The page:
Sing it Like You Mean It!

My mother was tone deaf. She often told us that as kids. Her open confession usually preceded an off key rendition of an Andy Williams favorite or an old Burl Ives standby. Watching her carefully place the Harry Belafonte album on the turntable meant it was cleaning day and she would soon be belting out “one foot, two foot, tally me bananas”. Her words tumbled out a few beats ahead of the record with a sort of reckless abandon that I have never been able to muster.

Each of us had a song, and some of us, two or three which were chosen for reasons unknown to us. Our song was uniquely ours and never sung to a sibling. Danny Boy made perfect sense for my brother’s special lullaby, as did Bonnie Annie Laurie for mine; we are, after all of Scottish heritage. “You are my Sunshine” chosen for my baby brother was absolute genius. He lived up to that song in every sense.

When all other methods of consoling me proved ineffective, my mother would softly coo her own rendition of “Hi Lily, Hi Lily, Hi Lo” or “Scarlet Ribbons”. Many years later those old songs will bring about an emotional deluge on some days. It’s not so much the words, and certainly not the melody since I am not even certain she had that part right. It is the fact that for my mother, singing was something she was compelled to do. It was uncensored, carefree, yet not careless.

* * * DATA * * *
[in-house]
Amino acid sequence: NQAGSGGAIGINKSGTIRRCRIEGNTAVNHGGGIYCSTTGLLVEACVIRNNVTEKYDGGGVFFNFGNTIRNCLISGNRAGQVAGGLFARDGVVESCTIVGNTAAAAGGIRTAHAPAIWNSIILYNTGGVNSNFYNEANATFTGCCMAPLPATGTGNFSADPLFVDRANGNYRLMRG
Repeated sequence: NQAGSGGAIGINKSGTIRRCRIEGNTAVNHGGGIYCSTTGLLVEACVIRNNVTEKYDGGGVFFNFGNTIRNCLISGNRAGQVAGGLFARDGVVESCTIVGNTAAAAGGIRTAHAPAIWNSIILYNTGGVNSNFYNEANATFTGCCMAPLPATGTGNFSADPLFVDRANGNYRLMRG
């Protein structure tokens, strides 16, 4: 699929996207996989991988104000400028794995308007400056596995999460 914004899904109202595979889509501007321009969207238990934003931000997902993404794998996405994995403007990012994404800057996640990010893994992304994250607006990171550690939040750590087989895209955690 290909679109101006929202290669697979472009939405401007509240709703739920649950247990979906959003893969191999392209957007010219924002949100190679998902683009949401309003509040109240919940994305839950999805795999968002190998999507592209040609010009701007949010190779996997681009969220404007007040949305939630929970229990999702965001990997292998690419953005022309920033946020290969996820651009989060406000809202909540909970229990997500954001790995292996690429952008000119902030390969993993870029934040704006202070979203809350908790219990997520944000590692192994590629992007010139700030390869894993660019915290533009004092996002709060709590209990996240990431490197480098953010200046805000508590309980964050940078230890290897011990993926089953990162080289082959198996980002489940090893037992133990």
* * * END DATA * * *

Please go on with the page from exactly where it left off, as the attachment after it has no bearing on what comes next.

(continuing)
I was not blessed with the gift of voice. I am a shy person with a timid voice and a perfectionist. Deep inside of this quiet spirit is an exuberant gospel singer. In my dreams I see myself robed in glorious purple satin singing “How Great Thou Art” as loud and as joyously as the best of them. But my inner music critic does not allow for anything that grandiose. In fact I am quite sure that is an experience even my closest friends and family would prefer not be subjected to.

None the less, there is something to be said for living a life without filters. It is a sad fact that my talents do not include masterful singing of spirituals and ballads. But even sadder reality is that my children and grandchildren will never be able to associate a song sung tenderly to them with the warmth in my heart and the love I have for each of them. What it might cost me in embarrassment or shame has barred me from ever giving them or myself that treasure. My mother’s greatest gift was the ability to lay all that aside and just sing to her hearts content.

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